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Using Routine Surveillance Data to Estimate the Epidemic Potential of Emerging Zoonoses: Application to the Emergence of US Swine Origin Influenza A H3N2v Virus

A simple new method better assesses the risks posed by emerging zoonotic viruses (those transmissible from animals to humans), according to a study published in PLOS Medicine this week. Dr. Simon Cauchemez and colleagues from Imperial College London in the UK and the Centers for Disease Control and Prevention in the US show that the new tool can produce transmissibility estimates for swine flu (the H3N2v-M virus), allowing researchers to better evaluate the possible pandemic threat posed by this virus. Until now, estimates of transmissibility were derived from detailed outbreak investigations, which are resource intensive and subject to selection bias. In this study, the authors develop a method to derive unbiased estimates of transmissibility with more limited data.

This study has important health policy implications because of the large numbers of people that could potentially be harmed by emerging viruses. Zoonotic viruses primarily cause occasional infections in human populations exposed to reservoir species (the animal species harboring the virus) because the pathogens are usually poorly adapted for sustained human-to-human transmission. However, zoonotic viruses are under strong selective pressure to acquire the ability for human-to-human transmission. Dr. Cauchemez and colleagues show that the novel approach described in this paper will be useful in assessing human-to-human transmissions during zoonotic outbreaks.

The researchers developed a mathematical model of disease transmission, which only requires data from routine surveillance and standard case investigations. They showed that the pandemic potential of a zoonotic virus could be estimated simply from the proportion of cases infected by the natural reservoir. The authors then applied their new approach to assess the human-to-human transmissibility of H1N1v, H1N2v and H3N2v viruses (in particular that of the H3N2v-M virus) from US surveillance data for the period December 2005 to December 2011 and Nipah virus in Malaysia and Bangladesh, as well as to a non-zoonotic pathogen Vibrio cholerae in the Dominican Republic. This study demonstrates the applicability of this novel approach to estimating the reproduction number R (or the number of individuals infected by a case), during zoonotic and certain non-zoonotic outbreaks.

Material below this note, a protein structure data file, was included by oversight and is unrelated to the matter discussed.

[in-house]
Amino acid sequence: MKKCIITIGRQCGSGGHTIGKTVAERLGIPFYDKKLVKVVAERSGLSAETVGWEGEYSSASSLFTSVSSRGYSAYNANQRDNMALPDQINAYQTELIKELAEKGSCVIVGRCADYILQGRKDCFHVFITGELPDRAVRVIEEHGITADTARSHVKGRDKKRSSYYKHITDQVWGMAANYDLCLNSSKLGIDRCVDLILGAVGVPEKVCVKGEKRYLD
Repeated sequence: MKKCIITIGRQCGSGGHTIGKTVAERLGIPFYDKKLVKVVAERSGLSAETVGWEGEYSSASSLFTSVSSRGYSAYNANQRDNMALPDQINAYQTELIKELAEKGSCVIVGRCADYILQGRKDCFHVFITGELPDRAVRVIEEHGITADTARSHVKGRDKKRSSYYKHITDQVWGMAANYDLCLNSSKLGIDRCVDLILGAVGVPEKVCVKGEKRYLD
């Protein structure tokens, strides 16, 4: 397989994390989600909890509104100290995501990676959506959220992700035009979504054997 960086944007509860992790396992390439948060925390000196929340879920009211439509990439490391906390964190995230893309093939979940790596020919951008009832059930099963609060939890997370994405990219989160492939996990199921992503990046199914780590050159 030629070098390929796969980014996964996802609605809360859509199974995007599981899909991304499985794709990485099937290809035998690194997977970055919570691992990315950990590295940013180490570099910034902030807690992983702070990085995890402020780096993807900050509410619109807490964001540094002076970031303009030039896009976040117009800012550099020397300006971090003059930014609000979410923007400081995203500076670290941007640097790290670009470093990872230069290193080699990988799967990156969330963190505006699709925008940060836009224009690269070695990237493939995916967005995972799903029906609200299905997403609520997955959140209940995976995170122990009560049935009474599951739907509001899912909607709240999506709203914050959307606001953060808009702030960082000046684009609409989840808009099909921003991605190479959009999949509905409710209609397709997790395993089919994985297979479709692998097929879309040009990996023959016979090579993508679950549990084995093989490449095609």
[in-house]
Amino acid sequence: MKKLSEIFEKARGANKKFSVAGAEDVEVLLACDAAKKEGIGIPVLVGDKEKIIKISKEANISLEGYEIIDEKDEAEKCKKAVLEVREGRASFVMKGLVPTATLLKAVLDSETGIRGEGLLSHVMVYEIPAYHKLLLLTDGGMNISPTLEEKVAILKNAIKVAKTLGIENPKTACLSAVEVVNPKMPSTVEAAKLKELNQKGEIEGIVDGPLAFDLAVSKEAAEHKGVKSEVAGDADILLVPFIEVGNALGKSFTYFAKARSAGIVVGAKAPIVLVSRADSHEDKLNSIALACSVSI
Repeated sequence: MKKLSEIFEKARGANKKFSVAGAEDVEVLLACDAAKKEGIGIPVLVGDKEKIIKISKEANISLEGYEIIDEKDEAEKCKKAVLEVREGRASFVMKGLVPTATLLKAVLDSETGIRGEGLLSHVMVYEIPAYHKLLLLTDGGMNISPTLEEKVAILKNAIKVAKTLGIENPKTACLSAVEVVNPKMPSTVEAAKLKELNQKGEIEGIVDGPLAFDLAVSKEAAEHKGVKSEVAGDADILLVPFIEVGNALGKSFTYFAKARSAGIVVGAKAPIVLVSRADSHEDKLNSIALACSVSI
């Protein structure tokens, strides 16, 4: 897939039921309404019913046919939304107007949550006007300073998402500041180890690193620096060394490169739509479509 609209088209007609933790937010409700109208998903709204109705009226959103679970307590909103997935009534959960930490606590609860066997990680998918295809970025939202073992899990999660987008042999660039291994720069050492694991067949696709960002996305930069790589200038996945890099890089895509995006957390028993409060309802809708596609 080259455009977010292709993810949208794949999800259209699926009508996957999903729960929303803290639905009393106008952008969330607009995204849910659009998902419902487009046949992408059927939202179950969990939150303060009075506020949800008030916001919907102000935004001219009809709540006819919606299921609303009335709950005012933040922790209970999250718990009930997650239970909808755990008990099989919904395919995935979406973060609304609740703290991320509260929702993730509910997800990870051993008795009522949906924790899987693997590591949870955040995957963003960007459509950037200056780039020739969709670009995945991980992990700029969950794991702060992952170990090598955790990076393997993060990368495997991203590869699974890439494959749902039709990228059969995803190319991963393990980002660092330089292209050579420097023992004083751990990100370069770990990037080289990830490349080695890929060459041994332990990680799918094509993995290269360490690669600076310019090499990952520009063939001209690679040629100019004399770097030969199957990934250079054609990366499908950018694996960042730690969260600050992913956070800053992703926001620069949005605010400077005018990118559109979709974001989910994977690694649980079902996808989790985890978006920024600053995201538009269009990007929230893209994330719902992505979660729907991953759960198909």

The technique for estimating R described in this paper is simple and robust and does not require as much investigative effort as existing methods, say the authors. However, a key limitation of this new approach is that it is designed to estimate R during subcritical outbreaks. If it is not a subcritical outbreak, other methods are needed to estimate R.

Dr. Lyn Finelli, Surveillance and Outbreak Response Team (Influenza Division, CDC) and co-author on the paper said: "Outbreaks of the H3N2v-M virus largely took place at livestock exhibitions with thousands of visitors every day. It is very hard to perform detailed outbreak investigations and effectively trace cases in such settings since visitors are widely dispersed. The approach presented in the paper, is simple, requires few data, and was very useful in assessing transmissibility of the virus from the data available."
 
 

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